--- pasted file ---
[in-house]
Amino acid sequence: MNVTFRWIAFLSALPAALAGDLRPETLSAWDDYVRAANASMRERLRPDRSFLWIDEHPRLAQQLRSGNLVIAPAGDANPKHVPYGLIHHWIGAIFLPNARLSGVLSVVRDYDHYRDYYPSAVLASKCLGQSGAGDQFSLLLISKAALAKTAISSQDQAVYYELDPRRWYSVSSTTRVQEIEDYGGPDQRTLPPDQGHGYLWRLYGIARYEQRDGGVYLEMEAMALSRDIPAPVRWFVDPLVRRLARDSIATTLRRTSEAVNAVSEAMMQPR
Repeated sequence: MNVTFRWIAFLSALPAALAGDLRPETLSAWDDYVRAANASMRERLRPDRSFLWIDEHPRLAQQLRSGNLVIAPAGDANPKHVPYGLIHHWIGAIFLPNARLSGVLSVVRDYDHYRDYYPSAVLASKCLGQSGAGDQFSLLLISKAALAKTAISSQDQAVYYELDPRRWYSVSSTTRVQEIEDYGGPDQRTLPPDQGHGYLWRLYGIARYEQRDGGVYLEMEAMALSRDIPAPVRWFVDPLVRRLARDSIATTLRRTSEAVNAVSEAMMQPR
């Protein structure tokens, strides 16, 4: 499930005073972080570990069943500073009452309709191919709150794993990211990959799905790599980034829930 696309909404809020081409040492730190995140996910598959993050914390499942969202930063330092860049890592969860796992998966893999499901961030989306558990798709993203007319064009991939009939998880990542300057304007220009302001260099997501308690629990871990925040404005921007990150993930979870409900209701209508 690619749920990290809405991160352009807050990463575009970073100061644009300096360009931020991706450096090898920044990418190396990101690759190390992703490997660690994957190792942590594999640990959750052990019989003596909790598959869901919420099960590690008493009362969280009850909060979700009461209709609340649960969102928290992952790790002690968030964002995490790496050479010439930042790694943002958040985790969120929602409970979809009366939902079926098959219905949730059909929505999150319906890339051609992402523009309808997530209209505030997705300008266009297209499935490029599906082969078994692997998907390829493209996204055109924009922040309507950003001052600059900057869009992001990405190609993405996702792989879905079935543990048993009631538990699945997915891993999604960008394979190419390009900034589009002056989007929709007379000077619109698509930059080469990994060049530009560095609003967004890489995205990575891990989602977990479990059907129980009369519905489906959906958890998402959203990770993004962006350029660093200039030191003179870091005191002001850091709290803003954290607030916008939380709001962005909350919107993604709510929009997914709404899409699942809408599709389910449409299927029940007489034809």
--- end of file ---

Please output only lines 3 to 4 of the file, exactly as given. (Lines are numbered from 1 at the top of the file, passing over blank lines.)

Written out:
Repeated sequence: MNVTFRWIAFLSALPAALAGDLRPETLSAWDDYVRAANASMRERLRPDRSFLWIDEHPRLAQQLRSGNLVIAPAGDANPKHVPYGLIHHWIGAIFLPNARLSGVLSVVRDYDHYRDYYPSAVLASKCLGQSGAGDQFSLLLISKAALAKTAISSQDQAVYYELDPRRWYSVSSTTRVQEIEDYGGPDQRTLPPDQGHGYLWRLYGIARYEQRDGGVYLEMEAMALSRDIPAPVRWFVDPLVRRLARDSIATTLRRTSEAVNAVSEAMMQPR
């Protein structure tokens, strides 16, 4: 499930005073972080570990069943500073009452309709191919709150794993990211990959799905790599980034829930 696309909404809020081409040492730190995140996910598959993050914390499942969202930063330092860049890592969860796992998966893999499901961030989306558990798709993203007319064009991939009939998880990542300057304007220009302001260099997501308690629990871990925040404005921007990150993930979870409900209701209508 690619749920990290809405991160352009807050990463575009970073100061644009300096360009931020991706450096090898920044990418190396990101690759190390992703490997660690994957190792942590594999640990959750052990019989003596909790598959869901919420099960590690008493009362969280009850909060979700009461209709609340649960969102928290992952790790002690968030964002995490790496050479010439930042790694943002958040985790969120929602409970979809009366939902079926098959219905949730059909929505999150319906890339051609992402523009309808997530209209505030997705300008266009297209499935490029599906082969078994692997998907390829493209996204055109924009922040309507950003001052600059900057869009992001990405190609993405996702792989879905079935543990048993009631538990699945997915891993999604960008394979190419390009900034589009002056989007929709007379000077619109698509930059080469990994060049530009560095609003967004890489995205990575891990989602977990479990059907129980009369519905489906959906958890998402959203990770993004962006350029660093200039030191003179870091005191002001850091709290803003954290607030916008939380709001962005909350919107993604709510929009997914709404899409699942809408599709389910449409299927029940007489034809």